but more importantly, producing evidence concedes the opposition's point. it says, in effect "yes, despite the fact that saddam hussein is a ruthless despot and mass-murderer who has consistently violated the sanctions that the u.n. instated, then ignored, a decade ago, it is really the united states of america the world should be suspicious of." it sets a precedent whereby america can only intervene for the good of the world after jumping through a series of ever-elevating hoops that amount to a de facto defense of tyranny. and for what? so that a bunch of u.n. diplomats and has-been nations can pretend they still matter? you see, saddam hussein is better left ignored if you are a diplomat. that's because, deep down, the diplomat knows that talk and papers are meaningless to people like hussein. but if you confront him militaristically, then you've admitted your own impotence: when it matters most, the diplomat cannot get it done. so what do you do with saddam? you ignore him. iraq doesn't have meaningful participation in diplomatic circles anyway so it's easy to do. and millions of people go on living and suffering beneath a system of government which is diametrically opposed to the liberal democracy the league of united nations supposedly supports so that a few small men can pretend they are something more. to such a man, or the nation that needs men like him to perpetuate the myth of their own significance, a strong american president really is the greatest threat.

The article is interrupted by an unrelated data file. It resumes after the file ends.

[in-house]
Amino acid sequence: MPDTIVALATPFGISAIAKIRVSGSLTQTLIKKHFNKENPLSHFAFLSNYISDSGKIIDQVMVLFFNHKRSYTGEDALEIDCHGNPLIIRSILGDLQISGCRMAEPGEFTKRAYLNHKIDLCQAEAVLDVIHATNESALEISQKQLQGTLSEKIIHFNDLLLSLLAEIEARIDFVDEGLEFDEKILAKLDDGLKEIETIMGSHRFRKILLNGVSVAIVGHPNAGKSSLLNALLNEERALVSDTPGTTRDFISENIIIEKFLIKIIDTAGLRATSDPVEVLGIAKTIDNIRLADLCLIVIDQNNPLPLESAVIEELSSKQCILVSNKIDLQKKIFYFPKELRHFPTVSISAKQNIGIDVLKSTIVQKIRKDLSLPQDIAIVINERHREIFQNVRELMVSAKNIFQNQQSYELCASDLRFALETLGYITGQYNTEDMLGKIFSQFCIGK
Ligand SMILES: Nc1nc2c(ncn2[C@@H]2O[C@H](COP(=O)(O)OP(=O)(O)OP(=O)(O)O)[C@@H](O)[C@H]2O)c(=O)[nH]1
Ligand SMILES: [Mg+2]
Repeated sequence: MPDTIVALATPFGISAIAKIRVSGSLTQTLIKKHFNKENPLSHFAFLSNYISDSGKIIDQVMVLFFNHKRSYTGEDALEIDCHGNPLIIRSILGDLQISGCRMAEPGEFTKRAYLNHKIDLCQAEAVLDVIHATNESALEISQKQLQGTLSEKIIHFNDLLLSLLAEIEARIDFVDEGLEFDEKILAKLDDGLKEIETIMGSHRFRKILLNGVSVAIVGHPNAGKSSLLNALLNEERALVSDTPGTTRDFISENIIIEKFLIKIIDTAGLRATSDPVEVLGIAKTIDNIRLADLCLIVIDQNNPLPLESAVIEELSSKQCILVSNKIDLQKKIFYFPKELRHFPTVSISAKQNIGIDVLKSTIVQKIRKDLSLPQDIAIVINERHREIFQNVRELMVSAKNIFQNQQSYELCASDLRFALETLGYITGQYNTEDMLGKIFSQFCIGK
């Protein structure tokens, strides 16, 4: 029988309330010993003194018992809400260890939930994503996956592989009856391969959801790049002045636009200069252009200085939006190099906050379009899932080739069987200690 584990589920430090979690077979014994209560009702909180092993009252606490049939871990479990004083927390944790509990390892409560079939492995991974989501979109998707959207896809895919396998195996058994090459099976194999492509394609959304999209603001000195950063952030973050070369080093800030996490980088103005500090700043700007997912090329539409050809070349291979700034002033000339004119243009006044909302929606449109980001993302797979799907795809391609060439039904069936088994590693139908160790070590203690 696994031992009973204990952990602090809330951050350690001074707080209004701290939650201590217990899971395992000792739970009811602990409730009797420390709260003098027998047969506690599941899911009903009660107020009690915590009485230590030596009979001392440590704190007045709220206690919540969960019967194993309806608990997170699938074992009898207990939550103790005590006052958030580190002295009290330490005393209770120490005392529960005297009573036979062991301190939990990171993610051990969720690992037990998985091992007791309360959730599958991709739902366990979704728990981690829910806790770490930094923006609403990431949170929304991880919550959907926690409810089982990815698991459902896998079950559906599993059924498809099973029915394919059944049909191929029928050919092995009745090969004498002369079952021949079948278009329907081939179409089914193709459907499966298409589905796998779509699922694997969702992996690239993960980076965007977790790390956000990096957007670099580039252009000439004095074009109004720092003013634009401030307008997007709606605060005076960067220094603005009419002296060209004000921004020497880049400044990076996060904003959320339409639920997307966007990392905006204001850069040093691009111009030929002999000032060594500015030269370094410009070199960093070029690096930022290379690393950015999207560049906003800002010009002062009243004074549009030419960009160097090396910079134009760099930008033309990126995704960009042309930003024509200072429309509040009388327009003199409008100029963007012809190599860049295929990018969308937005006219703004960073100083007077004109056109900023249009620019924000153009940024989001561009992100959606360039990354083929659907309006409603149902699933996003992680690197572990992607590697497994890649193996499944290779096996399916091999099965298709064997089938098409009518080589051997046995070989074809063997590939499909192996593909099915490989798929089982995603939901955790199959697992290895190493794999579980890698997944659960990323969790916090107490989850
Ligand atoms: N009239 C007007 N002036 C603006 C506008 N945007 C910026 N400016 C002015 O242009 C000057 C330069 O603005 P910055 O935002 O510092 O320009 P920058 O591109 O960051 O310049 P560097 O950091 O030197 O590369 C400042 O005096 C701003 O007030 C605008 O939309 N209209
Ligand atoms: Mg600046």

so here's what president bush needs to say (but probably will not) to the american people: